My experience in Peru was characterized by two distinct phases, each with positive impacts on my personal life, vision and research and each with its attendant difficulties and struggles. I began my journey in Lima intending to research urban development but without a concrete goal or guidance. I found Lima’s research climate, which is mostly contact-driven, to be somewhat hostile because of my lack of connections in the field. I had expected to be better acquainted with Lima’s norms since my family is from Mexico City and I am familiar with Mexico’s social milieu, but the similarities were superficial and it was a difficult adjustment because I did not have the support structure that facilitates life and work in Mexico. At that point I realized that I should change my strategy, and I left Lima shortly thereafter for Cusco, hoping it would provide the fertile intellectual environment that I was missing.
Cusco was a different world, a city resonating with the natural beauty of the mountains and full of dynamic activity in the economic development industry. The city is surrounded by indigenous communities and has a complex relationship with them; migration from the rural areas to the urban center is a reality accompanied by discrimination, economic marginalization and an intense cultural disconnect between the indigenous and mestizo communities. The rural indigenous population is no less beleaguered, and exists in a tenuous relationship of semi-exclusion and exploitation by local, regional and national economic structures. The language barrier (Andean indigenous groups are Quechua speakers) also adds to the rich landscape for academic study and many opportunities to engage with social problems as they play out.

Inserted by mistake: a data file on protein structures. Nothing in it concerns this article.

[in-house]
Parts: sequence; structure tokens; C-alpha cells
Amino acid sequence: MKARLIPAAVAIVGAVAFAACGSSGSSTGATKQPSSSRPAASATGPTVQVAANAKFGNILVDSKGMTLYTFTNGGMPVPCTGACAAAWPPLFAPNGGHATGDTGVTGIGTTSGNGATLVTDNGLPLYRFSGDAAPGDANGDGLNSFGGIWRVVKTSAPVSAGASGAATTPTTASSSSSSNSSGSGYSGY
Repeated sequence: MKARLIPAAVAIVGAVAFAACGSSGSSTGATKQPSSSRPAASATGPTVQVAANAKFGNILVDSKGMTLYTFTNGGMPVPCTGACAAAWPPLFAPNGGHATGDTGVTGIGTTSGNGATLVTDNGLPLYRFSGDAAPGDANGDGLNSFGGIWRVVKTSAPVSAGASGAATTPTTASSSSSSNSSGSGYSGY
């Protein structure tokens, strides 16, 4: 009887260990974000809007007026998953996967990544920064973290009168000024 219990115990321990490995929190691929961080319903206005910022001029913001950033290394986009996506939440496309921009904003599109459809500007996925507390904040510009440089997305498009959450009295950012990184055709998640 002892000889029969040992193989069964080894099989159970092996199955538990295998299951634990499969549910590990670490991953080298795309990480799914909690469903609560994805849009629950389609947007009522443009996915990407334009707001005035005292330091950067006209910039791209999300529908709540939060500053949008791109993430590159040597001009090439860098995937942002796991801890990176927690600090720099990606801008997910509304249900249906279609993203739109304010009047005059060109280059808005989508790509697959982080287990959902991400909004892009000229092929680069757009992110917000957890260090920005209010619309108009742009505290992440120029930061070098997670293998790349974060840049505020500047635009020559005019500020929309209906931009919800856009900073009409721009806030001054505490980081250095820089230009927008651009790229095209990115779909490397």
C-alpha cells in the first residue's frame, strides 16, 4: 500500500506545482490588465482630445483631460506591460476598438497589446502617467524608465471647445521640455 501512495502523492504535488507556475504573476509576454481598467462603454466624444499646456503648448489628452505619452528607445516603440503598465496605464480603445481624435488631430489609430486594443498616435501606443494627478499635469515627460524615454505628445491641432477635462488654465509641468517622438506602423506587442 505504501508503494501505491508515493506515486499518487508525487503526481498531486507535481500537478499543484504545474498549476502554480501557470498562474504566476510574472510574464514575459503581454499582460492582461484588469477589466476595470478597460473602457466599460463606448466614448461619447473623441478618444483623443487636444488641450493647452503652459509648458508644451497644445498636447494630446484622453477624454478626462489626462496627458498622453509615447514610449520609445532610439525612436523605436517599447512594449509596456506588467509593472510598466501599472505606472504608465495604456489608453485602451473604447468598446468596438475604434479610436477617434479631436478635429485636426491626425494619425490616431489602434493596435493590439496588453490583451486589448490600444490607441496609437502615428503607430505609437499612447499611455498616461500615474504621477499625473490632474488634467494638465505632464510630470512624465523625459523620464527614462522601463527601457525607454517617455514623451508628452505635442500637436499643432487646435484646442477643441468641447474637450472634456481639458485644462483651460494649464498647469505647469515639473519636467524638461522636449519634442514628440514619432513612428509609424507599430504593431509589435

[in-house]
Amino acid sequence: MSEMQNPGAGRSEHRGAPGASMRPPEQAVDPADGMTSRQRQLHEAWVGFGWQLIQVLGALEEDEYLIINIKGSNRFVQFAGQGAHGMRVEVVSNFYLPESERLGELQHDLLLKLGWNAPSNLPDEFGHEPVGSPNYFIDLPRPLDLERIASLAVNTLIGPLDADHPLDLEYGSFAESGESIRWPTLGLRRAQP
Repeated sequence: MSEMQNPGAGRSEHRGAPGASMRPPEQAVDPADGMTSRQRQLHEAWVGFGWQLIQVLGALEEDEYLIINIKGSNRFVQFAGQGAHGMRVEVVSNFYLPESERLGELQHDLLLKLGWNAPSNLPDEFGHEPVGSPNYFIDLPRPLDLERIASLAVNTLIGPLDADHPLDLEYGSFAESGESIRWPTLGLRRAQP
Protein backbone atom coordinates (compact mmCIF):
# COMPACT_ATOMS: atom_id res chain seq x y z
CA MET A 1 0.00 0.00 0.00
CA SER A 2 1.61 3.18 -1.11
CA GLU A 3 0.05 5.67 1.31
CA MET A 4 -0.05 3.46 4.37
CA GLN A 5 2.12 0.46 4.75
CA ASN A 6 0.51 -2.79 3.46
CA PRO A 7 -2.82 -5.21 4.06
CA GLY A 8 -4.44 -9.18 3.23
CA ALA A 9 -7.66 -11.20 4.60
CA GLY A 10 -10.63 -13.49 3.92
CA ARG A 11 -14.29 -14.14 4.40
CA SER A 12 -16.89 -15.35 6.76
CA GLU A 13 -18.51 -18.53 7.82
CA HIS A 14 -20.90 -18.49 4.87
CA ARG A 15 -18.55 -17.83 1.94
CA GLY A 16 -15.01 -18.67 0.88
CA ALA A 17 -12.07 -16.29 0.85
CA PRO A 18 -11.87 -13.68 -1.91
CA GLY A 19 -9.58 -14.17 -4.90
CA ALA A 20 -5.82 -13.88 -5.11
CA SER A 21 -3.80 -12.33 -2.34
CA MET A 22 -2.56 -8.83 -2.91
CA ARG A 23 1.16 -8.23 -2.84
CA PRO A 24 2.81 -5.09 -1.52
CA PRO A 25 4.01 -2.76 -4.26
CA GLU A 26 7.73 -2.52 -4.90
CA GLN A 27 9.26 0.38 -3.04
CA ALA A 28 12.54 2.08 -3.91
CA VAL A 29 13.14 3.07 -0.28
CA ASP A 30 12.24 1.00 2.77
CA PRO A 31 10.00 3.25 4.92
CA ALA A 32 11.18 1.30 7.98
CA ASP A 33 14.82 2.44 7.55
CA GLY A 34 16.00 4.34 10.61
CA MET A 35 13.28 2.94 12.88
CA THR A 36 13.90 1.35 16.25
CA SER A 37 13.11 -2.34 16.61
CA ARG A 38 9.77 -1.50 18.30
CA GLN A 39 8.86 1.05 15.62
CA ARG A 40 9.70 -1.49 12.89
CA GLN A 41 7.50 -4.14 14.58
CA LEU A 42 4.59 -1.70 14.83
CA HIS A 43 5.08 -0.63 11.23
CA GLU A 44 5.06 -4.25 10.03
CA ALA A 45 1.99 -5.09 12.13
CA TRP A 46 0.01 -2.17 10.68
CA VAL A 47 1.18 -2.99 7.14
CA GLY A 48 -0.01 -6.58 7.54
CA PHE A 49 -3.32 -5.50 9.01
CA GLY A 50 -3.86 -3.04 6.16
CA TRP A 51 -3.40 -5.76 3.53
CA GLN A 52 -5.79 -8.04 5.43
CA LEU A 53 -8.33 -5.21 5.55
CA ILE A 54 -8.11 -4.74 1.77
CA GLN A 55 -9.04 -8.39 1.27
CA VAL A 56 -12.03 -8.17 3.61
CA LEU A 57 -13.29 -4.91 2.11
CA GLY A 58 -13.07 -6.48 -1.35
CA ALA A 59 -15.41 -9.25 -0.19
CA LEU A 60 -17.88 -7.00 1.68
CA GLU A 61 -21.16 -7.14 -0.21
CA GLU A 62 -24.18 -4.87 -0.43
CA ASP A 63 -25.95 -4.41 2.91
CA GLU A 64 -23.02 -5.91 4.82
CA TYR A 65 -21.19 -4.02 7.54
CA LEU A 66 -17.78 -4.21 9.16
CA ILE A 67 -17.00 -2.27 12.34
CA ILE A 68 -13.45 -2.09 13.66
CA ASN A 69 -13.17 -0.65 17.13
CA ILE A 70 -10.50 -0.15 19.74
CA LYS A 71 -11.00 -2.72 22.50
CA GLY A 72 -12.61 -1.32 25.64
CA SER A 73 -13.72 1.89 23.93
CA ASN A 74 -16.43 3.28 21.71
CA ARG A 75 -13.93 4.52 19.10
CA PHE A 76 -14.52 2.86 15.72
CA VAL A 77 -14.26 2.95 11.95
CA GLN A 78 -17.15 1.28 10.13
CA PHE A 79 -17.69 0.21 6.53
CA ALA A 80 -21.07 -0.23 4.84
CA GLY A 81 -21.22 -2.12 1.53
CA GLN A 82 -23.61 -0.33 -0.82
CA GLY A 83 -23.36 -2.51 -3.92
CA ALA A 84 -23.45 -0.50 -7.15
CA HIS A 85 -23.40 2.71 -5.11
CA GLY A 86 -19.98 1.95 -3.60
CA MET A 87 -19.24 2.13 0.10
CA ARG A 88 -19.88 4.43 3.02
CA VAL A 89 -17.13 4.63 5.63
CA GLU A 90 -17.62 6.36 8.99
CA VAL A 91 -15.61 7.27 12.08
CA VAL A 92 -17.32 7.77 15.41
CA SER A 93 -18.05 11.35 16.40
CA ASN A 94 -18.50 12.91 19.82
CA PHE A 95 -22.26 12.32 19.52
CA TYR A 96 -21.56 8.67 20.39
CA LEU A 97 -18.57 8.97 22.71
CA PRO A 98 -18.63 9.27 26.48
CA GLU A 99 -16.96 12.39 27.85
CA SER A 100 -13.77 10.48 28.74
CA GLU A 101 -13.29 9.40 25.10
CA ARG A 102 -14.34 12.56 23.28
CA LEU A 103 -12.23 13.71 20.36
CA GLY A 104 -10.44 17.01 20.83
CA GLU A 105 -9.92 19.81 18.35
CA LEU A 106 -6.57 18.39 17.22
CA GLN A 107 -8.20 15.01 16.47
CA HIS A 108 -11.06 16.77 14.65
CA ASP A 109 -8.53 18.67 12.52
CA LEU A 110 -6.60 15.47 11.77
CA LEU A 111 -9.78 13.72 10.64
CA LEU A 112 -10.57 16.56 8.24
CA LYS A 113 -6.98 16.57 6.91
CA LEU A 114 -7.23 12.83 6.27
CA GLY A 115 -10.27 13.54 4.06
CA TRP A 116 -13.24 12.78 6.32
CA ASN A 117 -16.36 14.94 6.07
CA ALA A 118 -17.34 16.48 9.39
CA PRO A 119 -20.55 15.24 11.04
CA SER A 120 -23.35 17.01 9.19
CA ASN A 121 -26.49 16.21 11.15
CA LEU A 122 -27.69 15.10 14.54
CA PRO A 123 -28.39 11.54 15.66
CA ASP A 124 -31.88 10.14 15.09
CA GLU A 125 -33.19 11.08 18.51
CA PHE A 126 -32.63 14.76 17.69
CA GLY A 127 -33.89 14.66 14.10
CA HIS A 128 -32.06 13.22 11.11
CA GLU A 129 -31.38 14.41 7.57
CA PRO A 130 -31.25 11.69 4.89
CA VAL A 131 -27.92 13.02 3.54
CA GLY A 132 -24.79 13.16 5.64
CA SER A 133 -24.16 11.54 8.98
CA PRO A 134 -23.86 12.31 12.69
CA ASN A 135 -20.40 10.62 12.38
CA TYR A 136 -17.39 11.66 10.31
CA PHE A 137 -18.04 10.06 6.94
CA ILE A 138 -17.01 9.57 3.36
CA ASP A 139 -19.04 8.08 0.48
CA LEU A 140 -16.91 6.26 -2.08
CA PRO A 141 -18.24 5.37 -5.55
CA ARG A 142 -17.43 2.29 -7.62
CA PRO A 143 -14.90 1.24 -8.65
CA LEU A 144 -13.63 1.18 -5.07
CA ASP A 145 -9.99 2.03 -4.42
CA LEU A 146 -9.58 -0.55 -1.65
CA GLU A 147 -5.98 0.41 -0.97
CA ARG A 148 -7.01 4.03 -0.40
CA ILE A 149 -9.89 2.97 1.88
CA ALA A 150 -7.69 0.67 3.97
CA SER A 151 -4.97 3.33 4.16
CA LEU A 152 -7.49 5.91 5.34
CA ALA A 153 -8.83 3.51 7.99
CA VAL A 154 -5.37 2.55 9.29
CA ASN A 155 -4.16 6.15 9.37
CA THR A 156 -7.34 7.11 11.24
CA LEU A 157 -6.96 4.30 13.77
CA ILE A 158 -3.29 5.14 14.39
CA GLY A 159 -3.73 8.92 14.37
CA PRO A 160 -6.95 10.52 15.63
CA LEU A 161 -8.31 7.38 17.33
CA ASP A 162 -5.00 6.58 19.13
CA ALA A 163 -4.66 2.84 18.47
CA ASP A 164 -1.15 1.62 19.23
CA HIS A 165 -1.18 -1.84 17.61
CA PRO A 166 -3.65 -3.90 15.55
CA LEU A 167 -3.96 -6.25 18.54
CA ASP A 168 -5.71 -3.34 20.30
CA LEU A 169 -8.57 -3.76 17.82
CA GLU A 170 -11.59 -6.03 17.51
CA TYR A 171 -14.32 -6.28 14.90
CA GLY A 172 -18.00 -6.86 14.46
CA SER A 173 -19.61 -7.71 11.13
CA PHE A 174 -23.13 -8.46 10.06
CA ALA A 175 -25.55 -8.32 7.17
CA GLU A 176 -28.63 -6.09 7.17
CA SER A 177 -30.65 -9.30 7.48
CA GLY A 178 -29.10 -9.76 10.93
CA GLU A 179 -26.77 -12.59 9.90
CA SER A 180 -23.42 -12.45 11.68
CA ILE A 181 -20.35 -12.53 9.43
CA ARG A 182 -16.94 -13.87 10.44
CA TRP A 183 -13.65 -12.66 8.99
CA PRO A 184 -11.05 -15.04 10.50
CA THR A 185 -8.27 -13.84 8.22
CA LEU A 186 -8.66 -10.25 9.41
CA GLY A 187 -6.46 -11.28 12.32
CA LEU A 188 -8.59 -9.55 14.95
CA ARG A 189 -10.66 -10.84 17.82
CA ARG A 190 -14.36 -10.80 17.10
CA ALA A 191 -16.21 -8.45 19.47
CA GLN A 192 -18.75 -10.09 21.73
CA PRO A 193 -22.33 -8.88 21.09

In Cusco I was enveloped by an open social world that made me feel comfortable and supported me. This allowed for my research question to develop fully in direct response to the actual conditions of the area. I met people that proffered insight on economic development in the region and found NGOs that provided examples of the pitfalls and successes of development programming. I gleaned the critical questions for my research: how development work functions within the communities it proposes to help, how effective that help is, and how we can create sustainable development that fits the specific community. I developed strong criticisms of NGOs and now know I want to work with a community instead of working on a problem. I seek to help generate solutions with the community itself instead of solutions based on western models and imposed upon people who may not relate to those models productively. I found a group of Cusqueños who have a similar vision to mine and we have begun working on a collaborative project to create and implement new development strategies based on an intimate knowledge of the geography, history, culture and needs of Andean communities. We think such strategies will help create sustainable change in the quality of life possible in rural and urban communities alike and see great potential for expansion to other areas.